Both normalcy and normality have the definition of "the state of being normal."

From Wiktionary:
Normalcy - "The state of being normal; the fact of being normal; normality."
Normality - "The state of being normal or usual; normalcy."

Is there any functional difference between them?

For example in the sentence:
After a month of extravagant spending, Sam's life returned to ____ .
which is preferable?

  • 3
    I'm a US speaker and tend to prefer normalcy. Yet, I would always use abnormality over abnormalcy.
    – Kys
    Jun 6, 2016 at 20:15
  • 7
    @WS2 'Normalcy' was never a word until Harding used it as a malapropism in a speech in the 20's 'Return to Normalcy'. Because of that one usage, it has become an accepted ter, in the US, even though 'normality' is preferred.
    – Mitch
    Jun 6, 2016 at 20:15
  • 7
    I would just say "Sam's life returned to normal." Jun 6, 2016 at 20:36
  • 2
    @WS2 Exactly, and I doubt Harding wanted America to return to a state of right angles... Jun 6, 2016 at 21:39
  • 2
    Related: In Britain the word normalcy is ridiculed
    – Andrew Leach
    Jun 7, 2016 at 14:27

3 Answers 3


An interesting comment from 1929 is given in the Oxford English Dictionary:

If..‘normalcy’ is ever to become an accepted word it will presumably be because the late President Harding did not know any better.

OED gives the author as G. N. Clark, writing for the Society for Pure English.

"Normality" means the state of being normal.

"Normalcy" was used by Warren G. Harding in his 1920 election campaign called "Return to Normalcy." When pointed out that the word was a mistake, Harding said he couldn't find the word "normality" in his dictionary. Before his gaff, "normalcy" was used as a mathematics term. In the 90 years since Harding misspoke, the term "normalcy" has become widespread (in the USA, at least) either as an example of a mistake or as a valid synonym for "normality."

I suggest not using "normalcy" unless you know what you are doing, because it is still seen by many as a sign of ill-education.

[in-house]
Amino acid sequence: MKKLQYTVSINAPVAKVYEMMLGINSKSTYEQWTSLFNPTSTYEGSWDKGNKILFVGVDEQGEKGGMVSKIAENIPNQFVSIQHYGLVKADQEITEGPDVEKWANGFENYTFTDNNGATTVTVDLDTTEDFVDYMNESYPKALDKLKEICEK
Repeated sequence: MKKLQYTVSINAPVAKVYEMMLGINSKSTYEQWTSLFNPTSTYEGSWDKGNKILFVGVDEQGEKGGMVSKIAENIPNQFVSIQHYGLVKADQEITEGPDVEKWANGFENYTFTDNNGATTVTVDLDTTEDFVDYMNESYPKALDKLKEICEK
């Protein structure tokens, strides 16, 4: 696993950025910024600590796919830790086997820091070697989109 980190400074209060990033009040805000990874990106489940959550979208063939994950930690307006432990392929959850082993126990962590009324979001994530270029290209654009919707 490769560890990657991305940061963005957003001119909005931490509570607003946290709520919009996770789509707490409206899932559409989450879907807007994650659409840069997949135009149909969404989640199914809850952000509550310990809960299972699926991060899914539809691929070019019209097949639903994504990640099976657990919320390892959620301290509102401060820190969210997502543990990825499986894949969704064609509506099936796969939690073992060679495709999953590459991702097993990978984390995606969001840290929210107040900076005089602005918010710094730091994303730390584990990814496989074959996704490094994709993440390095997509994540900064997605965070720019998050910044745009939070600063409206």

1857, "mathematical condition of being at right angles," from normal + -cy. Associated since c. 1920 with U.S. president Warren G. Harding and derided as an example of his incompetent speaking style. Previously used mostly in the mathematical sense. The word preferred by purists for "a normal situation" is normality (1849).

(Source: Etymology Online)

Harding's usage:

America’s present need is not heroics, but healing; not nostrums, but normalcy; not revolution, but restoration; not agitation, but adjustment; not surgery, but serenity; not the dramatic, but the dispassionate; not experiment, but equipoise; not submergence in internationality, but sustainment in triumphant nationality.

  • 4
    Bang-up answer!!!! :) Jun 7, 2016 at 0:57
  • +1 for the answer. But I have been unable to find the comment you quote in the current on-line Oxford English Dictionary . Were you actually quoting from the 1929 edition?
    – WS2
    Jun 7, 2016 at 6:48
  • 2
    @WS2 The first comment? Yes, it's in the online OED that I access through the public library. It's just below the usage of Mr Harding. Jun 7, 2016 at 14:22
  • @AlanCarmack Apologies
    – WS2
    Jun 7, 2016 at 19:45

Fowler's Modern English Usage, 3rd edition:

It may come as a surprise to many people that the competing abstract nouns normalcy, normality, and normalness all entered the language at approximately the same time, in the middle of the 19C. The surprise is perhaps reduced when it is noticed that the adj. normal itself, though recorded in the 17C. in the sense of 'rectangular', did not acquire its modern everyday meaning until about 1840. So what we are dealing with here is a group of modern words that has hardly had time for the customary processes of assimilation or rejection to have taken their course.

What is interesting is to look at two different dictionaries from 1828: 1) Johnson and Walker's Dictionary of the English Language, and 2) Webster's.

  • 2
    I wonder what those dictionaries from 1828 say? When I find out, I will suggest an edit.
    – Conrado
    Aug 17, 2020 at 2:36

The obvious answer should be use of the noun "normal." There is no need for either "normalcy" (which is not a word) or "normality."

  • 1
    Well, if word brevity is to be the criterion, why not dump the noun 'normal' in favour of 'norm'? Mar 1, 2021 at 1:27
  • 1
    @HarryAudus I like your suggestion (+1), but unfortunately it would need the definite article to fit in the blank in OP's sentence: "return to the norm." This would add 3 extra letters and bring the count up to one more letter than if you'd used the word 'normal' :D Jul 7 at 4:45
  • 1
    @Quack: I was responding to answer #2, 'The obvious answer should be use of the noun "normal."', not suggesting that "norm" replace "normalcy" or "normality" but "normal". Jul 8 at 6:03

Not the answer you're looking for? Browse other questions tagged or ask your own question.